Friday, December 03, 2010

I have bittorrent running, seeding Dec 2nd version of the wikileaks cables.

When I get December 3rd, I'll seed that too.


Today's useful quote, from Glenn Greenwald at Salon (links in that article) :

If there's Nothing New in these documents, can Jonathan Capehart (or any other "journalist" claiming this) please point to where The Washington Post previously reported on these facts, all revealed by the WikiLeaks disclosures:

(1) the U.S. military formally adopted a policy of turning a blind eye to systematic, pervasive torture and other abuses by Iraqi forces;

(2) the State Department threatened Germany not to criminally investigate the CIA's kidnapping of one of its citizens who turned out to be completely innocent;

(3) the State Department under Bush and Obama applied continuous pressure on the Spanish Government to suppress investigations of the CIA's torture of its citizens and the 2003 killing of a Spanish photojournalist when the U.S. military fired on the Palestine Hotel in Baghdad (see The Philadelphia Inquirer's Will Bunch today about this: "The day Barack Obama Lied to me");

(4) the British Government privately promised to shield Bush officials from embarrassment as part of its Iraq War "investigation";

(5) there were at least 15,000 people killed in Iraq that were previously uncounted;

(6) "American leaders lied, knowingly, to the American public, to American troops, and to the world" about the Iraq war as it was prosecuted, a conclusion the Post's own former Baghdad Bureau Chief wrote was proven by the WikiLeaks documents;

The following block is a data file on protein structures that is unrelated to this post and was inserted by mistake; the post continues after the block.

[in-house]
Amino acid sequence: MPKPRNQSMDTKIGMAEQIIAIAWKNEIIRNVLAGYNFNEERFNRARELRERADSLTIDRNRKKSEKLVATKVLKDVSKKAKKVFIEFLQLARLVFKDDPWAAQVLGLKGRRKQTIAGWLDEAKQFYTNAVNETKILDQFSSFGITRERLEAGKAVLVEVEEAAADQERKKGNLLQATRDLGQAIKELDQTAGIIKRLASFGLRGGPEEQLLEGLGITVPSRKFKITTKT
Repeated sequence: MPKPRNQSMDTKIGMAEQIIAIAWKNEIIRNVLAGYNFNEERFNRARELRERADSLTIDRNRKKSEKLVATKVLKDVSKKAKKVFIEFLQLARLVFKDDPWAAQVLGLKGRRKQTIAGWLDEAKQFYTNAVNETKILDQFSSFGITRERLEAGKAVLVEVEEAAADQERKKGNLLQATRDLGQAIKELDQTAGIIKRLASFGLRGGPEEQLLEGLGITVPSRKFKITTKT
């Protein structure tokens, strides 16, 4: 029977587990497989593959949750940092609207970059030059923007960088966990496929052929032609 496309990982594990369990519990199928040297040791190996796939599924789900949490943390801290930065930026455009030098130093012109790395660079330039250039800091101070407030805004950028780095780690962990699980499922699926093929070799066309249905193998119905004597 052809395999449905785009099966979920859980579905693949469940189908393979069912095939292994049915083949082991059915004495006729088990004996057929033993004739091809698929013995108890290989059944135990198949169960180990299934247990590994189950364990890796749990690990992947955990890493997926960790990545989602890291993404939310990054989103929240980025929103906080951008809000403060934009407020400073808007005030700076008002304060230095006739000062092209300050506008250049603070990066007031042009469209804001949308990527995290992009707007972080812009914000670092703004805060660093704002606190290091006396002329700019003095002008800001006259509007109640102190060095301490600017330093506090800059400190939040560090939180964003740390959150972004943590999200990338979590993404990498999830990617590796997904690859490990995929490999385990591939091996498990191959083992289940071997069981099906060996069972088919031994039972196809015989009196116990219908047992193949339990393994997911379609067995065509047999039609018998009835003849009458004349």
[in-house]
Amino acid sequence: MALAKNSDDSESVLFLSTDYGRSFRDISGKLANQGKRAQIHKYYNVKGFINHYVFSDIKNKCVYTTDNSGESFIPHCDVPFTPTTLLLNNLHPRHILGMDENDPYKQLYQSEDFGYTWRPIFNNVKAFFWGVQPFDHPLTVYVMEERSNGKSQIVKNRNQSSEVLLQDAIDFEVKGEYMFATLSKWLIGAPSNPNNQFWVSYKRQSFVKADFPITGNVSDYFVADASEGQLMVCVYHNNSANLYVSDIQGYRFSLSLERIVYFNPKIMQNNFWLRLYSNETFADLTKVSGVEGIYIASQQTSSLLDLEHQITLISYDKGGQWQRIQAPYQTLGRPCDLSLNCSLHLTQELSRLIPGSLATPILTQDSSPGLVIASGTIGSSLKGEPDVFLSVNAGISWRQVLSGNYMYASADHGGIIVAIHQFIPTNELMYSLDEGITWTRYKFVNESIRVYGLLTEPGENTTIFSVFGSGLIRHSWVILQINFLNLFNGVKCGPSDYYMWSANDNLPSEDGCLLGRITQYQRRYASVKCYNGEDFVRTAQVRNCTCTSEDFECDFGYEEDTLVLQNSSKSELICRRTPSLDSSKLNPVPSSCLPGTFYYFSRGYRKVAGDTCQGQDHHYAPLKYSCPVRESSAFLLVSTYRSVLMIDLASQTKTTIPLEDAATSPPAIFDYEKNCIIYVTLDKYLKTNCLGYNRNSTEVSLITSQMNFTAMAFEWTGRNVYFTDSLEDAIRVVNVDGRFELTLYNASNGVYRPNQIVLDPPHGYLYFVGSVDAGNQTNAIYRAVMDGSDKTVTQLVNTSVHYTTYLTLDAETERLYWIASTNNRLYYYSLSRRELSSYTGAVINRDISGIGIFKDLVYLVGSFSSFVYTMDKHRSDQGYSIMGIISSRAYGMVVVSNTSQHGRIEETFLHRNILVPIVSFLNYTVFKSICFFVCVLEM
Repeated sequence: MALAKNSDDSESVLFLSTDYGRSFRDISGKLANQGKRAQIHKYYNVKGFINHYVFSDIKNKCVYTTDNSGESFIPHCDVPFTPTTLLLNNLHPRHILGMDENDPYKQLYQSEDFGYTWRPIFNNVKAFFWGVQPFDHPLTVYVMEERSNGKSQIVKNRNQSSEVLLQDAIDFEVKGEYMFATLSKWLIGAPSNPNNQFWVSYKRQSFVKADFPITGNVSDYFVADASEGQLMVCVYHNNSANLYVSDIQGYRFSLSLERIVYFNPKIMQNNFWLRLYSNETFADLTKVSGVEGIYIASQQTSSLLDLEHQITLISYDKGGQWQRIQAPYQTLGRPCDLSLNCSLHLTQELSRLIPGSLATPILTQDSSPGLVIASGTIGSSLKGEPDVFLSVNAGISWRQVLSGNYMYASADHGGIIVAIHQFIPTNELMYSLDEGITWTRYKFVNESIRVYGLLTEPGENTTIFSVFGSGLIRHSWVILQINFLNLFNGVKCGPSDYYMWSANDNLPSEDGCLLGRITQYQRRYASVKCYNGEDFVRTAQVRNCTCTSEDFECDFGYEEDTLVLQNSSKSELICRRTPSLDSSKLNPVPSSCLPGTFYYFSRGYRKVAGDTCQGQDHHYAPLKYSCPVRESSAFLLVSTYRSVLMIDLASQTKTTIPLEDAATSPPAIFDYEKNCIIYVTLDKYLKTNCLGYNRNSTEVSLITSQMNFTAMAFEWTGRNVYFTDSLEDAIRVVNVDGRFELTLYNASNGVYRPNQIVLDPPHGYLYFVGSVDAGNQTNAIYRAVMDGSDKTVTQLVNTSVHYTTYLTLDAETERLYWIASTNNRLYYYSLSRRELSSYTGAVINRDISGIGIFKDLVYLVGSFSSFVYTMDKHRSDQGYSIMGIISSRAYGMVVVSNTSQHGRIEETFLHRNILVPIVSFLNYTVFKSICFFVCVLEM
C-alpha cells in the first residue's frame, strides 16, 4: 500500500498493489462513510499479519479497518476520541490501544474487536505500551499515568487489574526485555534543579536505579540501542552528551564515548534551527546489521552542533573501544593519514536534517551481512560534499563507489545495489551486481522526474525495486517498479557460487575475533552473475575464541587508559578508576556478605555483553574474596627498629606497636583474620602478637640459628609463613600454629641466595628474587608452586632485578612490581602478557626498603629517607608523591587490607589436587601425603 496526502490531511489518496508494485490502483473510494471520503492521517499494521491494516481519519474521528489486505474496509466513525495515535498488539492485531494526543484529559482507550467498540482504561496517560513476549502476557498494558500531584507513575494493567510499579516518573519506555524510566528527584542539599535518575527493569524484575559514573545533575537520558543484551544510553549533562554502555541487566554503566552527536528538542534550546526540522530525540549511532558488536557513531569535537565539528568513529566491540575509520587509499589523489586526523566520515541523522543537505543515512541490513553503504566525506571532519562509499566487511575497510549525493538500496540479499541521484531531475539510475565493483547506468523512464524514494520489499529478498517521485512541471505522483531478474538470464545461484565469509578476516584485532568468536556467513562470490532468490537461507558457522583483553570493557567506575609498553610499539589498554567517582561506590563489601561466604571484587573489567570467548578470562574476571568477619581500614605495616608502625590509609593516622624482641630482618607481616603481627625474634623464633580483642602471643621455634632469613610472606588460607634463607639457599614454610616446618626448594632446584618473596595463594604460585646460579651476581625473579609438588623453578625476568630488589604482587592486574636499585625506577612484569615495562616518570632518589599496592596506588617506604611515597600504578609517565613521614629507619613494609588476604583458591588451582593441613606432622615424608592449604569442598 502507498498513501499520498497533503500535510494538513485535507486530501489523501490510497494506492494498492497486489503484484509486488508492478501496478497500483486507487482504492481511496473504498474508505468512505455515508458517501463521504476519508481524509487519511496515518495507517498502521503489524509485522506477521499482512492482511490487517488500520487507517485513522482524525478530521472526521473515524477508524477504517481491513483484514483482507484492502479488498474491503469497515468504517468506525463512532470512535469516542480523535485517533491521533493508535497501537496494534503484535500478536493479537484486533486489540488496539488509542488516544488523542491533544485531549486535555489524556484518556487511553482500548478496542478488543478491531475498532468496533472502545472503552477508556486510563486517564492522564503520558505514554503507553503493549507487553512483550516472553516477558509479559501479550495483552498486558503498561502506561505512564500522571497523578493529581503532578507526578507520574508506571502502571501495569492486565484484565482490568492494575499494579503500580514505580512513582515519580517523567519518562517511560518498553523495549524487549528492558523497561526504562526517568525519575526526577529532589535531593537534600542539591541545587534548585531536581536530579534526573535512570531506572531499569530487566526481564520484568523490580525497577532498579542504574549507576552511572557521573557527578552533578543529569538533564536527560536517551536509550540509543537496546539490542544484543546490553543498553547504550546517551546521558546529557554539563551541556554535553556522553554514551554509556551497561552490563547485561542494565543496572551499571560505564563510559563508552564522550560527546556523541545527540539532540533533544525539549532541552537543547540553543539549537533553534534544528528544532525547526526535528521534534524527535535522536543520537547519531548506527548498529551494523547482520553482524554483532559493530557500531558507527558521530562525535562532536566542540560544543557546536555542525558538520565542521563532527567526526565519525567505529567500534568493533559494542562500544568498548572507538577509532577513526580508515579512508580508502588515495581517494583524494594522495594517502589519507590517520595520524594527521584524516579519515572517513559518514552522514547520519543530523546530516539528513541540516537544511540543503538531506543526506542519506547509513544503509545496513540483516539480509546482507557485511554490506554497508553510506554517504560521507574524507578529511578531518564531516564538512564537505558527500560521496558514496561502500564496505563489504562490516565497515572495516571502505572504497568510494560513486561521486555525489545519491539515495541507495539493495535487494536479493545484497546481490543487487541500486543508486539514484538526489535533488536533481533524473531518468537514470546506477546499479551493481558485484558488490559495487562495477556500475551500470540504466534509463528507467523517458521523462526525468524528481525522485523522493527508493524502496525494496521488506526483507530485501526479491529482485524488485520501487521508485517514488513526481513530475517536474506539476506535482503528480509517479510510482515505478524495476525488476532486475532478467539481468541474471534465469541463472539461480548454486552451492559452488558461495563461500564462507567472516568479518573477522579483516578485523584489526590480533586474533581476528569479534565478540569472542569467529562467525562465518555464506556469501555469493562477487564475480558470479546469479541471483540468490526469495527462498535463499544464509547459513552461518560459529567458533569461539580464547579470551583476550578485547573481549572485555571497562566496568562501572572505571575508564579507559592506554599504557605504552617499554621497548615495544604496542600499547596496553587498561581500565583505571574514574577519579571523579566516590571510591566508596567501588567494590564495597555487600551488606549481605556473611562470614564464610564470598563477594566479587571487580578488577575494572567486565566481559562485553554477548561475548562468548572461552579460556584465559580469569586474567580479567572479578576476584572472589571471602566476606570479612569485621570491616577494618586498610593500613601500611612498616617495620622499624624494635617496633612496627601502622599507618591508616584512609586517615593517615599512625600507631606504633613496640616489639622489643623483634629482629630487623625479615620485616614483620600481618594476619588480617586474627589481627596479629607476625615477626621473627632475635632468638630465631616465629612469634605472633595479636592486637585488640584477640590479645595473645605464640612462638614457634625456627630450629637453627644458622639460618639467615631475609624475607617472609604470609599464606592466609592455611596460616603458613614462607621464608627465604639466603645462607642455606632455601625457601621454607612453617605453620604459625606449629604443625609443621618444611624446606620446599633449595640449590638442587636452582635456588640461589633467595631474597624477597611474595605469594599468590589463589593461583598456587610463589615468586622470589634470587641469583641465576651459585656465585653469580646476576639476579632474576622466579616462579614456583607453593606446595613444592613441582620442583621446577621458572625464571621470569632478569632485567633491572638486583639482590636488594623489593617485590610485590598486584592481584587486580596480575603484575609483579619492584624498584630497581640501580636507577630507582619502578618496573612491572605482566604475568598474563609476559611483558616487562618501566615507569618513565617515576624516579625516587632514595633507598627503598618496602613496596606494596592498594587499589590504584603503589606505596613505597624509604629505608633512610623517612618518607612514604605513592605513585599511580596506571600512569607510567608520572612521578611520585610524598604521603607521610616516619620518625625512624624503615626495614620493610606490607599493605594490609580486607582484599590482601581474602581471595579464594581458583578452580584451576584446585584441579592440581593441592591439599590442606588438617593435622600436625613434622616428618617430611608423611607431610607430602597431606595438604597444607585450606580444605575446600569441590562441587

(7) the U.S.'s own Ambassador concluded that the July, 2009 removal of the Honduran President was illegal -- a coup -- but the State Department did not want to conclude that and thus ignored it until it was too late to matter;

(8) U.S. and British officials colluded to allow the U.S. to keep cluster bombs on British soil even though Britain had signed the treaty banning such weapons, and,

(9) Hillary Clinton's State Department ordered diplomats to collect passwords, emails, and biometric data on U.N. and other foreign officials, almost certainly in violation of the Vienna Treaty of 1961.

That's just a sampling.

This is what Joe Lieberman and his comrades are desperately trying to suppress -- literally prevent it from being accessible on the Internet. And "journalists" like Capehart play along by continuing to insist there's "nothing new" being revealed by WikiLeaks despite their never having reported any of this.

Wikileaks has been kicked off Amazon (hence, I've cleared out my Amazon basket and am boycotting it.) It's lost its domain name. US politicians are calling for Assange to be assassinated and for wikileaks to be branded a terrorist organization; while the US military has openly stated its intention to discredit and destroy wikileaks.

In other words, governments are scared.. And, as John Perry Barlow tweets it :
The first serious infowar is now engaged. The field of battle is WikiLeaks. You are the troops. #WikiLeaks

1 comment:

John Powers said...

I listened to Zizek videos of a recent talk at the Lacan blog last night. He made a point about understanding public and private. He noted that government speech was private in a Kantian formation. Private speech is constrained in ways that two friends talking on the street is not. The latter being public speech.

The way we talk about speech is often just the other way around. So for example we consider it unfortunate that our telephone calls are monitored by the government saying "That's private."

The Columbia Journalism Review interviews Ethan Zuckerman and from that this Kantian way of thinking about public and private makes a lot of sense.

The issue issue is the reduction of public space by private entities like corporation and governments.

At stake is the commons.